Practically speaking, when one is facing a terminal illness the wisdom of the church is that one is not obliged to pursue treatments that are painful, difficult to bear or simply prolong dying. A person who has cancer or advanced emphysema, or is facing the last stages of decline from heart failure should not feel that there is any moral problem in refusing to be resuscitated or declining the aggressive high technology care offered in the intensive care unit.
Third, and most important, dying well means living well with God. Preparation for death should be an everyday affair for the Christian, not in the sense that one is continually revising advance directives or wondering about potential moral conflicts, but in the daily effort to grow in intimacy with the Lord and to live one’s life well. Although planning for death with advance directives, good medical care and moral sensitivity are important, the essential part of dying well is living in Christ.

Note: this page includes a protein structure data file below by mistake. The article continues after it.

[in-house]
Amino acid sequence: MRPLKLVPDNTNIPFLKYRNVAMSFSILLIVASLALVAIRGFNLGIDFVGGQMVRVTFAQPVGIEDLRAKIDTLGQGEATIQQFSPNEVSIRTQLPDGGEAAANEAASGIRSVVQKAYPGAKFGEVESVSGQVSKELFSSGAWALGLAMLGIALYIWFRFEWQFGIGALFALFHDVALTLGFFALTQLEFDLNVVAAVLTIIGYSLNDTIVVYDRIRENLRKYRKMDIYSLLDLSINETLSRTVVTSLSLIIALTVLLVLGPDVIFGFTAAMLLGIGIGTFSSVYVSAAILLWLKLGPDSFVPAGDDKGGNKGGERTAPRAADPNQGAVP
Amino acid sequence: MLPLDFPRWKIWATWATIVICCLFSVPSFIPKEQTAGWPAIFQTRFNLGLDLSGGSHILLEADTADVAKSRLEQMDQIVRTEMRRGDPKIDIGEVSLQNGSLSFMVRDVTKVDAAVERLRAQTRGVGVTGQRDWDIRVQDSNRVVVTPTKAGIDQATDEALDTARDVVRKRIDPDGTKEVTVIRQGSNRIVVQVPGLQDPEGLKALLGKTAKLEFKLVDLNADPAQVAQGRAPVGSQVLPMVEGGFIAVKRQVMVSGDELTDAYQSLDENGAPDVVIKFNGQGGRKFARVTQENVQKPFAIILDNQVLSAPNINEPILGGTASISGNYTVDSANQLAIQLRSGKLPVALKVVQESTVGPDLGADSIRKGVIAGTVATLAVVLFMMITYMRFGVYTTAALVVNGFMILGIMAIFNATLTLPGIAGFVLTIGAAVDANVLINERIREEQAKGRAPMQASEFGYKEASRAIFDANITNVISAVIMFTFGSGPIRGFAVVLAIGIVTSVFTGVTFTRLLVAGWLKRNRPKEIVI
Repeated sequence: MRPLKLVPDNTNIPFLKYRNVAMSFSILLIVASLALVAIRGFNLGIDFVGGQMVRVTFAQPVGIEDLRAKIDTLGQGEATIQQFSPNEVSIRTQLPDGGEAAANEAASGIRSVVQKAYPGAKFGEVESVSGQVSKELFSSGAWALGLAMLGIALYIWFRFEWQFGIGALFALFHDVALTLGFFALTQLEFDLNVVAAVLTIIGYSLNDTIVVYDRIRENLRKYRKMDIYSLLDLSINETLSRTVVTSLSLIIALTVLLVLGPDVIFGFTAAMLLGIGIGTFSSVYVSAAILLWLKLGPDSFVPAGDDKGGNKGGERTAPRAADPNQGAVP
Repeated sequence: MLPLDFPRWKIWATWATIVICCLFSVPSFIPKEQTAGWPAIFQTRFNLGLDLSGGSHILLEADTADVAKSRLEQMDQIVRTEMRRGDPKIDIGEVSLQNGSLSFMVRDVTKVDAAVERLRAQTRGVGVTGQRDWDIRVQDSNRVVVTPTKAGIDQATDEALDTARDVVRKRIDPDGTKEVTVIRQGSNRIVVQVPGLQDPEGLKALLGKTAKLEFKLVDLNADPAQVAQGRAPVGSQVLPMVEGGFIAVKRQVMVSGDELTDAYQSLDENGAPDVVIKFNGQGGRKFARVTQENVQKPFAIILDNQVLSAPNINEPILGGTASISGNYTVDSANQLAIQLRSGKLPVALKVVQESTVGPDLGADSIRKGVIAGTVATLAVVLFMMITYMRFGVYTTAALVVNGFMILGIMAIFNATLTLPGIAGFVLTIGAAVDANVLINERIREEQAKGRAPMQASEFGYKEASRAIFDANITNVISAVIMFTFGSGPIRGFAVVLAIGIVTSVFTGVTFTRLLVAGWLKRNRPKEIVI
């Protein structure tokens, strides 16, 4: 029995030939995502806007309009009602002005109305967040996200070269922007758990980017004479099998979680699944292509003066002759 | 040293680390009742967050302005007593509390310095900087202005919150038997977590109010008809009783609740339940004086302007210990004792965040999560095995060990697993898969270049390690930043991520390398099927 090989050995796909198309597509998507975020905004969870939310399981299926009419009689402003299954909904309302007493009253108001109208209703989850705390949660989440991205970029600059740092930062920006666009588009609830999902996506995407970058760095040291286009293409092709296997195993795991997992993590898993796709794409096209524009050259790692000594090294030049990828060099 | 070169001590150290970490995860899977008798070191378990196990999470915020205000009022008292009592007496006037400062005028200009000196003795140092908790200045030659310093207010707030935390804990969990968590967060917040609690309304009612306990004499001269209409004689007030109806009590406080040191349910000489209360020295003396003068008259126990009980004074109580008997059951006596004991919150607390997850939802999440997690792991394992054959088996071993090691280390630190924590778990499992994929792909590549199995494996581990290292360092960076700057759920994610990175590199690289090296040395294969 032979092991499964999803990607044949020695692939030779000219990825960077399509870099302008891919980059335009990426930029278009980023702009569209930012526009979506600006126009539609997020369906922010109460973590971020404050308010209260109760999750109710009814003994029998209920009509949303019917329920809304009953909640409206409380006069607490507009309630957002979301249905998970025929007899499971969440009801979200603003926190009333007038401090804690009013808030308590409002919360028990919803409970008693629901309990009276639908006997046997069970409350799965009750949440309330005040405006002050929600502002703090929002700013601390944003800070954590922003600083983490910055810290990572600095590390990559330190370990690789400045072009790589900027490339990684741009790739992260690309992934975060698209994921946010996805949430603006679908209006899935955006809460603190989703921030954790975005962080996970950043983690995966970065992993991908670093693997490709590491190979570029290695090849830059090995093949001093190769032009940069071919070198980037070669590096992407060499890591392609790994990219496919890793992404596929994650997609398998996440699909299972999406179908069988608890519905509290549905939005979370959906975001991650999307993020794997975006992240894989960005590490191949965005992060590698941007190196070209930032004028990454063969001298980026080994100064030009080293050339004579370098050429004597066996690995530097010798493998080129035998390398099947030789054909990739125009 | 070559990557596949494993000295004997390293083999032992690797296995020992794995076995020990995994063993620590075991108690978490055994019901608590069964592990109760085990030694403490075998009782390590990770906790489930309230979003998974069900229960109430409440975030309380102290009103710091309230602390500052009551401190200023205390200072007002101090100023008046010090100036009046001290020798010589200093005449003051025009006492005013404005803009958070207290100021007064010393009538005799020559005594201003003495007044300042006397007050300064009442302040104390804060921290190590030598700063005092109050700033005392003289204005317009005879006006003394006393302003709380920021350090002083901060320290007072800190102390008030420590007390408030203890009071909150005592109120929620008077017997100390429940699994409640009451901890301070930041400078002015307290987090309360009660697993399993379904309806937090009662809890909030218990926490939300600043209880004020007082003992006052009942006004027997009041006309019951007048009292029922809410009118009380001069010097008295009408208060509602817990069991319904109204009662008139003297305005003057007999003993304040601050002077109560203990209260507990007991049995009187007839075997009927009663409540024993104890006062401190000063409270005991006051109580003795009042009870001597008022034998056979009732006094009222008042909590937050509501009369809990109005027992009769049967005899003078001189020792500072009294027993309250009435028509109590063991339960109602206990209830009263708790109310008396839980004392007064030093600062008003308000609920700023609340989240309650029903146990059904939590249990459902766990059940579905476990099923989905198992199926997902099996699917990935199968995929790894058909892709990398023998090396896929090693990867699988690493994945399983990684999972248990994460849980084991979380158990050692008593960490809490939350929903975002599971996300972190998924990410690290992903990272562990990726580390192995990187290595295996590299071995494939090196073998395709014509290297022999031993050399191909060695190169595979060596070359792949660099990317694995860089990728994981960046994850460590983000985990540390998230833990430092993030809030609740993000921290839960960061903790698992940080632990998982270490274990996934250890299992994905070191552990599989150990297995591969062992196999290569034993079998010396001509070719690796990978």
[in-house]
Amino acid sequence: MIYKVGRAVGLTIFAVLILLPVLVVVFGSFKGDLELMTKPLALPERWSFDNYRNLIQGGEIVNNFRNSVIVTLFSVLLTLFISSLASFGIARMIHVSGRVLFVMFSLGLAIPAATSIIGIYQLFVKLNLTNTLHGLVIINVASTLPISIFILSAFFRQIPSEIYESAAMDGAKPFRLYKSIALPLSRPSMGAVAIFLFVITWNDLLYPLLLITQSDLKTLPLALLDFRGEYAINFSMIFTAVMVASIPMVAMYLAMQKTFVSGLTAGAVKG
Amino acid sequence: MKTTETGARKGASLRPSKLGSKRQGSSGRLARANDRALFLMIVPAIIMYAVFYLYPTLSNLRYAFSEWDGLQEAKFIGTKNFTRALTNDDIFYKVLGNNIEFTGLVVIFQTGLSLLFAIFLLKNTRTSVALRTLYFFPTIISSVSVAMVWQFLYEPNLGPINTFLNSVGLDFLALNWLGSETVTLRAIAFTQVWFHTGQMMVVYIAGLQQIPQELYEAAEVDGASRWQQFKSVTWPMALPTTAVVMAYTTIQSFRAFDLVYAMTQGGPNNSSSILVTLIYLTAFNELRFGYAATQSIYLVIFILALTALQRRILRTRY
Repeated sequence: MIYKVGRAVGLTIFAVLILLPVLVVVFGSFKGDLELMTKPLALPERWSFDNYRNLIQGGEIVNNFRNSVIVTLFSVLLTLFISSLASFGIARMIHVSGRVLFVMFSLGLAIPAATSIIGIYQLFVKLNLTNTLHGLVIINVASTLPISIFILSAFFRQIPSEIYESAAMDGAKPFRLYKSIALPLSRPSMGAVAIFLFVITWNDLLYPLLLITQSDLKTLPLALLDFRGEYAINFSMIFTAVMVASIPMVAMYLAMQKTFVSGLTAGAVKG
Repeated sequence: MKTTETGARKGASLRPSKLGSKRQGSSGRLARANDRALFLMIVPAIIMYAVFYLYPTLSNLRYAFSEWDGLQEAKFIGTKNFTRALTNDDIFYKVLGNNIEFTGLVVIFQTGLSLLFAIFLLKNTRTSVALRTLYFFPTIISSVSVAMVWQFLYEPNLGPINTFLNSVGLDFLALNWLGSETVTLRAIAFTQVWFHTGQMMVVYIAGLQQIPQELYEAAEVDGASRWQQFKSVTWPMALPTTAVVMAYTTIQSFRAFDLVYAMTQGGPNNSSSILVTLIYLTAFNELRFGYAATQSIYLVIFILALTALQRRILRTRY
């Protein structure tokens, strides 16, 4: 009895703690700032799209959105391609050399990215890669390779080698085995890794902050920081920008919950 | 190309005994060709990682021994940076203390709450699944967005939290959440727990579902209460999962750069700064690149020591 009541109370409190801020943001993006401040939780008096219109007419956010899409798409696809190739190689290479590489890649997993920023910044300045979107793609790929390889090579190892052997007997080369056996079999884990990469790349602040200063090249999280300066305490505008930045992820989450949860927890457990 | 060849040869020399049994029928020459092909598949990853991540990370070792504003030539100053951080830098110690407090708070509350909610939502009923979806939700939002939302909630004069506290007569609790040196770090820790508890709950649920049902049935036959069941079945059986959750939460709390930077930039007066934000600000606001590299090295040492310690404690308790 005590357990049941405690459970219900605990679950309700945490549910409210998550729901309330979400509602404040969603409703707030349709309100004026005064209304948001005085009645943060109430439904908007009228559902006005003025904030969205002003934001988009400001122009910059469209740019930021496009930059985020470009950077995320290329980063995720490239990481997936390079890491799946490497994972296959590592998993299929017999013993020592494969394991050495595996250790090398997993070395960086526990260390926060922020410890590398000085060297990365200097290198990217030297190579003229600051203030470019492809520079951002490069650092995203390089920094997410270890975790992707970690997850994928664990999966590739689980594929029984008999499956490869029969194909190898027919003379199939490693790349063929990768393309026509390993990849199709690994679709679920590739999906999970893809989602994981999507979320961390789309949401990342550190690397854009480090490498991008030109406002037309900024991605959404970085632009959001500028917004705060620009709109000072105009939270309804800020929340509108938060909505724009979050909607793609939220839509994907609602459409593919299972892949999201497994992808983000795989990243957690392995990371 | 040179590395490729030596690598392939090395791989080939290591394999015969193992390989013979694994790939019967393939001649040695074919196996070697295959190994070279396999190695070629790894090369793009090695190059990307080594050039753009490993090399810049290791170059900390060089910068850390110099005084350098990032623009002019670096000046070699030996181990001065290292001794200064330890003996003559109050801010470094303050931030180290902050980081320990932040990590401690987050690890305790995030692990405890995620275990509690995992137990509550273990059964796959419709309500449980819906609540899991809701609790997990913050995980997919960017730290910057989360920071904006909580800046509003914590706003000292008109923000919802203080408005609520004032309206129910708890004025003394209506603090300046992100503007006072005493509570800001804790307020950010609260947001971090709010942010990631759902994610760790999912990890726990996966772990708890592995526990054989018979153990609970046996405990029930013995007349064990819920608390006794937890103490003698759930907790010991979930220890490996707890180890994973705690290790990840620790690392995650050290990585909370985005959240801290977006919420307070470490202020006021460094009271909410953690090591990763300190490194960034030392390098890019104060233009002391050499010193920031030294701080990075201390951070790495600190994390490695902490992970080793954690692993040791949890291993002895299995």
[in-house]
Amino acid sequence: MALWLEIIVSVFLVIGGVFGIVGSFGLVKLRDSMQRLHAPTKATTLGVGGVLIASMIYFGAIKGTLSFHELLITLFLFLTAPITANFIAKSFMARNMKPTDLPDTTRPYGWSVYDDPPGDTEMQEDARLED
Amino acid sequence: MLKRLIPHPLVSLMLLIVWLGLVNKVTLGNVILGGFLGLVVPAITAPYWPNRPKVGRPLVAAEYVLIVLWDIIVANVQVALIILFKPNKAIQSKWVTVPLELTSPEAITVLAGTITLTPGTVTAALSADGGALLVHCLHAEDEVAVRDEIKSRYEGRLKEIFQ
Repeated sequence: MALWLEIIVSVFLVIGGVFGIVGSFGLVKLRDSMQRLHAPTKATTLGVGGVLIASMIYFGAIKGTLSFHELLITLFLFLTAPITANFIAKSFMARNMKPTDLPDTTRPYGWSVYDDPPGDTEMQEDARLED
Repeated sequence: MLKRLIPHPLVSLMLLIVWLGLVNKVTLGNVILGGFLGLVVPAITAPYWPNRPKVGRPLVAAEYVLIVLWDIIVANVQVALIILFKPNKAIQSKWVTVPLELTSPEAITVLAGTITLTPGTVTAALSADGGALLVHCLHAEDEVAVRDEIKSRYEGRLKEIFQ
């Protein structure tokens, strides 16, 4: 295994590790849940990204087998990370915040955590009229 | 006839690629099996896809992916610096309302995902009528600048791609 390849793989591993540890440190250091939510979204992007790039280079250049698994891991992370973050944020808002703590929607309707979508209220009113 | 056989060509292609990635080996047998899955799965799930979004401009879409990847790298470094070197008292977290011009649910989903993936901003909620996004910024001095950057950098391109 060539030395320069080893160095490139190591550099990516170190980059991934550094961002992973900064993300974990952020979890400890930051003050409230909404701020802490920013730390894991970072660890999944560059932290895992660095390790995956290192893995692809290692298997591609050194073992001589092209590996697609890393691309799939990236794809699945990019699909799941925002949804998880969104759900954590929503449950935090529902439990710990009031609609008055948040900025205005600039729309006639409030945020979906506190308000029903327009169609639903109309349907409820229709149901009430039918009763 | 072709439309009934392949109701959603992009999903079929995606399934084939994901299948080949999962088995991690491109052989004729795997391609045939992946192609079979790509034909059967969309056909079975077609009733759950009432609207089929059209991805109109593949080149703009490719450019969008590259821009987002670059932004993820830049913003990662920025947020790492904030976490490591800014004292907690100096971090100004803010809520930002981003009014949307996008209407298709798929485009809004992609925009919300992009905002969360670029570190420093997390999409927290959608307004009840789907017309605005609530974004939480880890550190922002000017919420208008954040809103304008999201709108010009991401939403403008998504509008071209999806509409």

How does one live spiritually in the hope of dying well?
That question has a million answers, and recalls the question of the rich young man to Jesus: “What must I do, Master, to inherit eternal life?” At its core, a happy death comes at the end of a life in which a person has been dedicated to love of God and love of neighbor. The death of a Christian is a time for birth into eternal life with God. Making choices from the perspective of the deathbed wonderfully focuses the distinction between what is essential and good and what is trivial and evil. St. Ignatius of Loyola, in his Spiritual Exercises, urges the person making the exercises to choose a state in life or make a particular decision by a variety of methods. One is to consider what one’s choices will look like “as if I were at the point of death.” The Imitation of Christ (1, 23, 1) looks at the Christian’s life through the lens of mortality: “Every action of yours, every thought, should be those of one who expects to die before the day is out. Death would have no great terrors for you if you had a quiet conscience.... Then why not keep clear of sin instead of running away from your death? If you are not fit to face death today, it is very unlikely you will be tomorrow.”